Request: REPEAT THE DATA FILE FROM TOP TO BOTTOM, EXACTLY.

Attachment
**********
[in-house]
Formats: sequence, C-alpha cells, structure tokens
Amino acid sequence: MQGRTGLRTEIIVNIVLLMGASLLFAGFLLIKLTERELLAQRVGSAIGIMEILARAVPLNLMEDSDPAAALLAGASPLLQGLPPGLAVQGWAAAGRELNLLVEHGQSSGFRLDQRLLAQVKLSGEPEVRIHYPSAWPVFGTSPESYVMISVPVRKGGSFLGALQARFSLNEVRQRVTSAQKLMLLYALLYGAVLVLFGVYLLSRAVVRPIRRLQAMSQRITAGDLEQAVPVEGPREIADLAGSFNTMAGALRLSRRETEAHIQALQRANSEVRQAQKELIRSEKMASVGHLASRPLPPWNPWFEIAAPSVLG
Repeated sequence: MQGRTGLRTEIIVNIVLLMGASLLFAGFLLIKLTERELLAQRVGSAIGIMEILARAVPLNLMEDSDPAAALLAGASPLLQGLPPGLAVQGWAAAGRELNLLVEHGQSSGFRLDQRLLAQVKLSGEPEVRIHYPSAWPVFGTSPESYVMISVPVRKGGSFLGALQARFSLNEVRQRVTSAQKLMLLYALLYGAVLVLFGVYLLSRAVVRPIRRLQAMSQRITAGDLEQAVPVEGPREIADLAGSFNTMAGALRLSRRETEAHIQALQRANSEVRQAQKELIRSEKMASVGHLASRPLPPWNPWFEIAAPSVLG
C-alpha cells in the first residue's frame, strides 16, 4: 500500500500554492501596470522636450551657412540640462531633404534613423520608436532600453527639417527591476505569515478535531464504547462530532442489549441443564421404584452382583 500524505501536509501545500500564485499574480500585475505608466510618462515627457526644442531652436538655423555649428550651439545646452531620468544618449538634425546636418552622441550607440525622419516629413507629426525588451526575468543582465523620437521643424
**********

[in-house]
Formats: sequence, C-alpha cells, structure tokens
Amino acid sequence: MQGRTGLRTEIIVNIVLLMGASLLFAGFLLIKLTERELLAQRVGSAIGIMEILARAVPLNLMEDSDPAAALLAGASPLLQGLPPGLAVQGWAAAGRELNLLVEHGQSSGFRLDQRLLAQVKLSGEPEVRIHYPSAWPVFGTSPESYVMISVPVRKGGSFLGALQARFSLNEVRQRVTSAQKLMLLYALLYGAVLVLFGVYLLSRAVVRPIRRLQAMSQRITAGDLEQAVPVEGPREIADLAGSFNTMAGALRLSRRETEAHIQALQRANSEVRQAQKELIRSEKMASVGHLASRPLPPWNPWFEIAAPSVLG
Repeated sequence: MQGRTGLRTEIIVNIVLLMGASLLFAGFLLIKLTERELLAQRVGSAIGIMEILARAVPLNLMEDSDPAAALLAGASPLLQGLPPGLAVQGWAAAGRELNLLVEHGQSSGFRLDQRLLAQVKLSGEPEVRIHYPSAWPVFGTSPESYVMISVPVRKGGSFLGALQARFSLNEVRQRVTSAQKLMLLYALLYGAVLVLFGVYLLSRAVVRPIRRLQAMSQRITAGDLEQAVPVEGPREIADLAGSFNTMAGALRLSRRETEAHIQALQRANSEVRQAQKELIRSEKMASVGHLASRPLPPWNPWFEIAAPSVLG
C-alpha cells in the first residue's frame, strides 16, 4: 500500500500554492501596470522636450551657412540640462531633404534613423520608436532600453527639417527591476505569515478535531464504547462530532442489549441443564421404584452382583 500524505501536509501545500500564485499574480500585475505608466510618462515627457526644442531652436538655423555649428550651439545646452531620468544618449538634425546636418552622441550607440525622419516629413507629426525588451526575468543582465523620437521643424